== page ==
During that address, you expressed support for laws to reduce this needless violence, including those requiring background checks on all gun buyers and a ban on assault weapons. You had expressed similar support for those laws in an op-ed you wrote for the Arizona Daily Star after the Tucson massacre.
We are encouraged that your past words of support now appear to be translating into meaningful action. As you proclaimed in your recent address in Newtown, “We can’t tolerate this anymore. These tragedies must end. And to end them, we must change.”
Most Americans, including gun owners and NRA members, overwhelmingly support stronger gun laws. The American public supports the laws needed to end these tragedies. A CNN/ORC International poll released in August of 2012, for example, showed that 96% of Americans support requiring criminal background checks on all gun buyers. And in July 2012, Mayors Against Illegal Guns released the results of a poll by GOP pollster Frank Luntz which showed that 74 percent of NRA members and 87 percent of non-NRA gun owners support laws requiring background checks. A majority of Americans also support laws banning assault weapons.
Politicians need not fear NRA lobbyists. According to the Sunlight Foundation, a campaign watchdog group, 99% of the nearly $11 million spent by the NRA’s Political Victory Fund during the 2012 election went to races where the NRA-backed candidates lost. As The Hill concluded in its article “Report: NRA shoots blanks this election,” the Sunlight Foundation figures “challenge the popular political wisdom that the NRA is among Washington's most influential lobbying forces and that candidates who buck their agenda do so at their own peril.”
The time to act is now. Mark Kelly, Gabrielle Giffords’ husband, made an impassioned statement to Jared Loughner during his sentencing hearing, lamenting the failure of America’s leaders to address our nation’s epidemic of gun violence:
Your decision to commit cold-blooded mass murder also begs of us to look in the mirror. This horrific act warns us to hold our leaders and ourselves responsible for coming up short when we do, for not having the courage to act when it’s hard, even for possessing the wrong values…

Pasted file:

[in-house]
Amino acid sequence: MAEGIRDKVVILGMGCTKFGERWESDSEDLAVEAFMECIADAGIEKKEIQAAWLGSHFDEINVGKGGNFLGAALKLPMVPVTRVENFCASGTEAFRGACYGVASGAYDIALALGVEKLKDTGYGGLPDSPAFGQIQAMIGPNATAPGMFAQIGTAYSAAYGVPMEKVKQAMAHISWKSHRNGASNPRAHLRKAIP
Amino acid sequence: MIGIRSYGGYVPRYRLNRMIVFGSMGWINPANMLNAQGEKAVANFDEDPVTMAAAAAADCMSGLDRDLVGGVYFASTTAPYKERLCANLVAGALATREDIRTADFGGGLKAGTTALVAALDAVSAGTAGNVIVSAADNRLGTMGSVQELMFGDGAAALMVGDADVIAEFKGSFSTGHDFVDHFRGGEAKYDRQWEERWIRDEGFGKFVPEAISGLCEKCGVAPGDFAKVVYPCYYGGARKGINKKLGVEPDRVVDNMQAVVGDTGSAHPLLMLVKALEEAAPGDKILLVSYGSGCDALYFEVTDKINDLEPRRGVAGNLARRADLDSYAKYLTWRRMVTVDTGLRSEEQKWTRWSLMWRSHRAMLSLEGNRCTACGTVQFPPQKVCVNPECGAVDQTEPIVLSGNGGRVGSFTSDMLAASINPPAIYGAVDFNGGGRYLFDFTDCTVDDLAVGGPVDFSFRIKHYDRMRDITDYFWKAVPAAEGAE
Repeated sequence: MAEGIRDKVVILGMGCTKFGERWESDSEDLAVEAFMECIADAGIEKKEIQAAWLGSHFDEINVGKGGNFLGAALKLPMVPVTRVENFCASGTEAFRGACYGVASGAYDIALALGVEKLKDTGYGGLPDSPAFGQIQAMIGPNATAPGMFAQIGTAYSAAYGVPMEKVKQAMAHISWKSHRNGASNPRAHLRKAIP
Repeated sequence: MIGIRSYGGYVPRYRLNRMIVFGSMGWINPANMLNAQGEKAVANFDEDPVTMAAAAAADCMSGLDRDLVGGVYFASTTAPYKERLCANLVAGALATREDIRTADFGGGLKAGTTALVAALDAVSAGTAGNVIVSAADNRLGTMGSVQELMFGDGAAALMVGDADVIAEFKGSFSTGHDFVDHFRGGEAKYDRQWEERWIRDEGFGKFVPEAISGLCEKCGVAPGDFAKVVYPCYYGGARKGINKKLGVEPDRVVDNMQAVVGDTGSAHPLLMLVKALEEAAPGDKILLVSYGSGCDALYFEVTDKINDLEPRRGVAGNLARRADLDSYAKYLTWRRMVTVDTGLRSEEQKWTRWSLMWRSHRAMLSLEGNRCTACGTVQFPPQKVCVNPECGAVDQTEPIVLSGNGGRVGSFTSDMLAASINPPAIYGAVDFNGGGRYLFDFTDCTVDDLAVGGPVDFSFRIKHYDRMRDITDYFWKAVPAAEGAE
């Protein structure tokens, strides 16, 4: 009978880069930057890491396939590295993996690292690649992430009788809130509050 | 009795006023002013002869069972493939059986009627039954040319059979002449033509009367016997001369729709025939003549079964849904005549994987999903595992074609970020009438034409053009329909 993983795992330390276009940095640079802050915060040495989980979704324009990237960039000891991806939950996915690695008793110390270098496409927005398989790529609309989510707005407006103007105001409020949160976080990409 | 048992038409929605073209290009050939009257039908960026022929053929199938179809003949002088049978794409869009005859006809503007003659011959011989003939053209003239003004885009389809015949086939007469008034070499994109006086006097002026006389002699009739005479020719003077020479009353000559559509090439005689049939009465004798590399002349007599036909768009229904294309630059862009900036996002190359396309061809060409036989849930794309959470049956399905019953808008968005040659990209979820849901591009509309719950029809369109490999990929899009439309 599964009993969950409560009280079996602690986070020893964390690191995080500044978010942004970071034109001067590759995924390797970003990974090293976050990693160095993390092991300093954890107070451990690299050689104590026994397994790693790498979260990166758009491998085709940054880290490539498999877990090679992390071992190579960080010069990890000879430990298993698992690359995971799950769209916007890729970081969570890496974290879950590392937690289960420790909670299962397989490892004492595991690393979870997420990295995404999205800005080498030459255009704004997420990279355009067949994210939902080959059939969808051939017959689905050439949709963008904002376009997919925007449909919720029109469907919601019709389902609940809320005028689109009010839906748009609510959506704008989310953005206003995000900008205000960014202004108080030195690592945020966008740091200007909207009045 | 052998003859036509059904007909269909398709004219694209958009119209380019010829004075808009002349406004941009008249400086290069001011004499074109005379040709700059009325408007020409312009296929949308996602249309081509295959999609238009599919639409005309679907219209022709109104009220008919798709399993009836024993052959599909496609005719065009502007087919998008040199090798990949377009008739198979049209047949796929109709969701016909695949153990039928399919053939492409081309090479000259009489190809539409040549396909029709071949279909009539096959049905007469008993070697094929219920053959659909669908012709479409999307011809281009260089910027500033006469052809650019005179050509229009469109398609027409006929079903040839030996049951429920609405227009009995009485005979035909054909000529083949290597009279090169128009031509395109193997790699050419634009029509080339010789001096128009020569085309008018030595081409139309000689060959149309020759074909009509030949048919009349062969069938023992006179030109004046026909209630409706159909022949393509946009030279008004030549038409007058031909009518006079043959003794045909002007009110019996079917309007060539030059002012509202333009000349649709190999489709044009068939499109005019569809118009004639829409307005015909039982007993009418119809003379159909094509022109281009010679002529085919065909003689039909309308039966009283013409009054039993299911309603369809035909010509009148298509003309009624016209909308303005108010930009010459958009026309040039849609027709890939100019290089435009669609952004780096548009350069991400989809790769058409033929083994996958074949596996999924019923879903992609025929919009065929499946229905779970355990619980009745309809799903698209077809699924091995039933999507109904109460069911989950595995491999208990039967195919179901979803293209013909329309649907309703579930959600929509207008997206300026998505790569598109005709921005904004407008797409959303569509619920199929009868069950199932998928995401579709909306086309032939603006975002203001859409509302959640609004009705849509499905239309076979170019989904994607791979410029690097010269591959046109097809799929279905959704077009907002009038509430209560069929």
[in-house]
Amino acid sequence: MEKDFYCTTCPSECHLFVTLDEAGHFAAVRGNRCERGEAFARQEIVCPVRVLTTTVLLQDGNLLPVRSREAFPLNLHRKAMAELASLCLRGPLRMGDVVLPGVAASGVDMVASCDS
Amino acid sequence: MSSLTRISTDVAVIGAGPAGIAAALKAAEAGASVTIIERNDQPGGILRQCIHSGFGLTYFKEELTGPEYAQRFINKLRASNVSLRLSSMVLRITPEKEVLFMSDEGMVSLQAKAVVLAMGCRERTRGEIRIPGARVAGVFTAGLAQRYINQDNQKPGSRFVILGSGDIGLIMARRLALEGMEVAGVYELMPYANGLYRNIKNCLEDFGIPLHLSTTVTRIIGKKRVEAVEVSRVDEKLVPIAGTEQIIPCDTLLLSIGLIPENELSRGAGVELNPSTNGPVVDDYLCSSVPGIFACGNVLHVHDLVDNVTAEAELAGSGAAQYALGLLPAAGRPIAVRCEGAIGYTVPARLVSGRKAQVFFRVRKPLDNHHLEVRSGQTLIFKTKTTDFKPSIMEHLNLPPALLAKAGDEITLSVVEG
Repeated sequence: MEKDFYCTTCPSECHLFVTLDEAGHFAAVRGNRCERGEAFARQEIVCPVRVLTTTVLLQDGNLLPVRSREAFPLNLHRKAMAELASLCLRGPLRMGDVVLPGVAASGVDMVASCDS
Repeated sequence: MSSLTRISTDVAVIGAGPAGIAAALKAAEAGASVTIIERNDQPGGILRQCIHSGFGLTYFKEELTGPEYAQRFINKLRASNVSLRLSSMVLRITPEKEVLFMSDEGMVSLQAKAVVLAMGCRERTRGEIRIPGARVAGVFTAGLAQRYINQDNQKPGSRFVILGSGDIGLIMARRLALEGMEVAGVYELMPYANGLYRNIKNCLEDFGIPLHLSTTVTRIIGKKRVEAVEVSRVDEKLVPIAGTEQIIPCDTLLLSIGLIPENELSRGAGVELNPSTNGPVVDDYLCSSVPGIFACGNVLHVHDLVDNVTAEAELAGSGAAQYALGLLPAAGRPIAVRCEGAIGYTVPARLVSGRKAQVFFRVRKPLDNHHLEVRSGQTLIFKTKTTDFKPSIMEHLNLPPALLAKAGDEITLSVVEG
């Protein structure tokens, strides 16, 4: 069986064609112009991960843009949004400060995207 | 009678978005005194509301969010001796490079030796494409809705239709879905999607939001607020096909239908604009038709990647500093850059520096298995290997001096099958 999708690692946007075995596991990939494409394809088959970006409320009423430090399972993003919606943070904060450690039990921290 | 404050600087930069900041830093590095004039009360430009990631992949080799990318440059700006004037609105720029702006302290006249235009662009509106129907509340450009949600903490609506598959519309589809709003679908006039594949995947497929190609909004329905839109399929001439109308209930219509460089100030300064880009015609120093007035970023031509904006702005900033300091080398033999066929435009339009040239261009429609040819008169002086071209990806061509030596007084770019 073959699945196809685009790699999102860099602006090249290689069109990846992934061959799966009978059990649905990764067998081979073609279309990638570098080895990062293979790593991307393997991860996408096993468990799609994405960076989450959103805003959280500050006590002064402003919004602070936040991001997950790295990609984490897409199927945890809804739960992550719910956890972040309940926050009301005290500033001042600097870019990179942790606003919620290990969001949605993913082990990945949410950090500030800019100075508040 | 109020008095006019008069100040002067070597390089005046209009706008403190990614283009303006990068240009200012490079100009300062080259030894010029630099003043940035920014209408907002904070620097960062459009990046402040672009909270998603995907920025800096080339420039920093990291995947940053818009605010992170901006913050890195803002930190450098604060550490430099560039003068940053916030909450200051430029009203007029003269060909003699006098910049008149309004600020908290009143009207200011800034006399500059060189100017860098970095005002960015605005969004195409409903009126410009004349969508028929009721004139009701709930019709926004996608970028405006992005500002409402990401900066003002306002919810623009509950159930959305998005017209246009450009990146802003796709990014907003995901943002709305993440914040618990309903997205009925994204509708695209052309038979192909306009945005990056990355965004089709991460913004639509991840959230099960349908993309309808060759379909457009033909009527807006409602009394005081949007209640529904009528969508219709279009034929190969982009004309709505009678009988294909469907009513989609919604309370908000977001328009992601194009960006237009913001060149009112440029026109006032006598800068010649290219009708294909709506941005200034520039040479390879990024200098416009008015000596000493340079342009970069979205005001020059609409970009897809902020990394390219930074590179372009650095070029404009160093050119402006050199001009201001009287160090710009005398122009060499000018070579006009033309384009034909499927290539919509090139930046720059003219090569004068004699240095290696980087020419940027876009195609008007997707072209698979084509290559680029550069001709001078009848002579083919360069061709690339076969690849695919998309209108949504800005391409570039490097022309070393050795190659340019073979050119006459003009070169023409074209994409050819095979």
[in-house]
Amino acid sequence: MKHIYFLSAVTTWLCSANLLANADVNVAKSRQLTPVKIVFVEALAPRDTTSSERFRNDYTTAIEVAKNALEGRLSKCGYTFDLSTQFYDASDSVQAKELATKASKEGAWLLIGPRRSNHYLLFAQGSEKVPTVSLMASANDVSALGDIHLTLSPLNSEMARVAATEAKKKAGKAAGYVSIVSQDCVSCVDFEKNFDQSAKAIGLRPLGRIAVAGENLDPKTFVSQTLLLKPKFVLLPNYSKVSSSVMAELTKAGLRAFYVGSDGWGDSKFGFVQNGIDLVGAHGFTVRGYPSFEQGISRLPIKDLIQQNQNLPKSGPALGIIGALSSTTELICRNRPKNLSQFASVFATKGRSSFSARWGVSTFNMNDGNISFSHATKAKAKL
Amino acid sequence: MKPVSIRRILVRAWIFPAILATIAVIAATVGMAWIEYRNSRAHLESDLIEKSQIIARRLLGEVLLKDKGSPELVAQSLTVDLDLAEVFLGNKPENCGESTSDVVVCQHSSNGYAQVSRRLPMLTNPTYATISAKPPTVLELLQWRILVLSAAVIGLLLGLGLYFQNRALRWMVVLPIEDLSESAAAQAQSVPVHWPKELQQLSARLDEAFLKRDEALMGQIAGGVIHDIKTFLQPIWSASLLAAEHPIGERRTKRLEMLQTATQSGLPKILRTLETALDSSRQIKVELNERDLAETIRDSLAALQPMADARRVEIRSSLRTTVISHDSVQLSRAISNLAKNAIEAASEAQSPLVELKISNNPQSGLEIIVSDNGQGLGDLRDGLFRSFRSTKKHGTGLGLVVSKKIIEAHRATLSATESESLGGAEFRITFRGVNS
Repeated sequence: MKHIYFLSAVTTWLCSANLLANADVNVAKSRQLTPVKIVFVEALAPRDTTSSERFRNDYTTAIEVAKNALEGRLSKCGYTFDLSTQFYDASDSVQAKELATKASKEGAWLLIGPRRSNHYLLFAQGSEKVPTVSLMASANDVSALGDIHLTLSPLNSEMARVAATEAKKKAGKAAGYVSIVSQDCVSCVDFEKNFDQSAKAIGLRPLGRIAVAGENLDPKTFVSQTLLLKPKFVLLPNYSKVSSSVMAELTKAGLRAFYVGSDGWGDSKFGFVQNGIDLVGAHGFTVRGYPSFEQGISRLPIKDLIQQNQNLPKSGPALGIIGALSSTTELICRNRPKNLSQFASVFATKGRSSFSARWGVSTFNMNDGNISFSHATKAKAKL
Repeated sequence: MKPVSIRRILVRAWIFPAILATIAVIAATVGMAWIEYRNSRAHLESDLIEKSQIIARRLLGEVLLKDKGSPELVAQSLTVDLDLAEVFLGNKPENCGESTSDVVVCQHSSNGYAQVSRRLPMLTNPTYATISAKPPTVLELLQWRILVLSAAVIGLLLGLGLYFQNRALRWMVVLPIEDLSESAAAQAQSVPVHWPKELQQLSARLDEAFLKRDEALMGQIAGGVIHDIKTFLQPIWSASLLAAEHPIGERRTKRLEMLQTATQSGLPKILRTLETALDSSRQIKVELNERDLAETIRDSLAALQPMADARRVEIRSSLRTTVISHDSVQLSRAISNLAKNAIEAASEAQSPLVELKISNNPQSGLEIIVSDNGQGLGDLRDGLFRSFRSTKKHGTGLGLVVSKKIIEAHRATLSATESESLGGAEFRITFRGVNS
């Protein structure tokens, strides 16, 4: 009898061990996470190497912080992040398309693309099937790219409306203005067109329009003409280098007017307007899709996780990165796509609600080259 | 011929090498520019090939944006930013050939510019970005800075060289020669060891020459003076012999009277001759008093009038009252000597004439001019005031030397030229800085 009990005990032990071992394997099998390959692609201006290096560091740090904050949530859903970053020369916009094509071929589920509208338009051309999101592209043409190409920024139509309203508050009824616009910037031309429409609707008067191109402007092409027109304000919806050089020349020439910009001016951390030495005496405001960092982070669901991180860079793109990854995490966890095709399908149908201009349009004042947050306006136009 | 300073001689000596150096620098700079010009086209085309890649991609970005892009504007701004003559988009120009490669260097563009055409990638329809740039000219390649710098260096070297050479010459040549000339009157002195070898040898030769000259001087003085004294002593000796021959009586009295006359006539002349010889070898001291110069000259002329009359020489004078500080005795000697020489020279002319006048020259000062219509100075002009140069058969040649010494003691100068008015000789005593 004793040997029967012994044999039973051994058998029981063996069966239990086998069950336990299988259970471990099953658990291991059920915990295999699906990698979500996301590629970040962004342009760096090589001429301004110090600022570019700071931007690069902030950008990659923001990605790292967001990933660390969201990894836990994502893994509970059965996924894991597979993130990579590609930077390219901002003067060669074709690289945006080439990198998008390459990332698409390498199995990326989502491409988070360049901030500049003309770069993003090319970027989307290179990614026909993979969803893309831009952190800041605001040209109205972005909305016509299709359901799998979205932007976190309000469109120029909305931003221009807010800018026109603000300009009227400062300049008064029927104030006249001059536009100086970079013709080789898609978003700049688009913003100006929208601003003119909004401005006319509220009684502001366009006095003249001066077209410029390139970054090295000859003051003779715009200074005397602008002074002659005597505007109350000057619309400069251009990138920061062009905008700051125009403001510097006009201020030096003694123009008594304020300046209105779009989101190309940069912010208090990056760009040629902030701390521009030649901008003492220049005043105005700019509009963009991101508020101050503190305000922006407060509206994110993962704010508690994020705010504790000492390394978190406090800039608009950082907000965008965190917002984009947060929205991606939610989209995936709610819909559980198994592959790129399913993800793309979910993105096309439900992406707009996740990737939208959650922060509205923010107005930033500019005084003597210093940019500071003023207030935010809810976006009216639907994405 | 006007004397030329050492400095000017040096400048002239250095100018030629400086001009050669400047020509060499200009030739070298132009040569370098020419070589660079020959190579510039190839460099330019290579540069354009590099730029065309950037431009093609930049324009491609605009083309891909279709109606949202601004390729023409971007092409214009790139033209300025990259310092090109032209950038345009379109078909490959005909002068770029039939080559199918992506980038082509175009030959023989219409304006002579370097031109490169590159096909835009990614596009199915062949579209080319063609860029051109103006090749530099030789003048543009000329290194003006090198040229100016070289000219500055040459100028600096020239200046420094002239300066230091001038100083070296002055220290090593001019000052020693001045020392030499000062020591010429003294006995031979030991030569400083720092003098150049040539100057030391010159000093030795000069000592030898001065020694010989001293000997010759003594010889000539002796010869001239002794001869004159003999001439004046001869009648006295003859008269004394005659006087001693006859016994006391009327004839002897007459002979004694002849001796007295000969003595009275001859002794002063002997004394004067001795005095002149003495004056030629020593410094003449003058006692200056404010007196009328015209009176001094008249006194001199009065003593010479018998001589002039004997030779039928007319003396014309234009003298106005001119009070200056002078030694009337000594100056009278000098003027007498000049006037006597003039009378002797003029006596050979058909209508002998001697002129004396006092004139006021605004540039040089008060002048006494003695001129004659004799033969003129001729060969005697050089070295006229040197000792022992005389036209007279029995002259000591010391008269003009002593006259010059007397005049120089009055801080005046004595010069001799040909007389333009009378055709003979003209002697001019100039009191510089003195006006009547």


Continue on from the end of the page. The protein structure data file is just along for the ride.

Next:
We have a political class that is afraid to do something as simple as have a meaningful debate about our gun laws and how they are being enforced. We have representatives who look at gun violence, not as a problem to solve, but as the white elephant in the room to ignore. As a nation we have repeatedly passed up the opportunity to address this issue. After Columbine; after Virginia Tech; after Tucson and after Aurora we have done nothing.
Mr. President, we greatly appreciate your acknowledgment that you have the power – indeed, the moral imperative – to change the status quo and to do something about this national nightmare. We stand ready to do whatever we can to support your efforts.
Law Center to Prevent Gun Violence
Violence Policy Center
The Brady Campaign to Prevent Gun Violence and its network of Million Mom March and Brady Campaign Chapters
Coalition to Stop Gun Violence
States United to Prevent Gun Violence
Arizonans for Gun Safety
Connecticut Against Gun Violence
Illinois Council Against Handgun Violence
New England Coalition to Prevent Gun Violence
New Yorkers Against Gun Violence
North Carolinians Against Gun Violence Education Fund
Students Against Guns in Education
Purpose Over Pain
Colorado Ceasefire Capitol Fund
Ohio Coalition Against Gun Violence
Abigail Spangler, Ph.D.
Protest Easy Guns/Campaign to Close the Gun Show Loophole
Stop Handgun Violence
Virginia Center for Public Safety
Social Media Coordinator
Students for Gun-Free Schools
Hawaii Firearms Control Coalition
WAVE Education Fund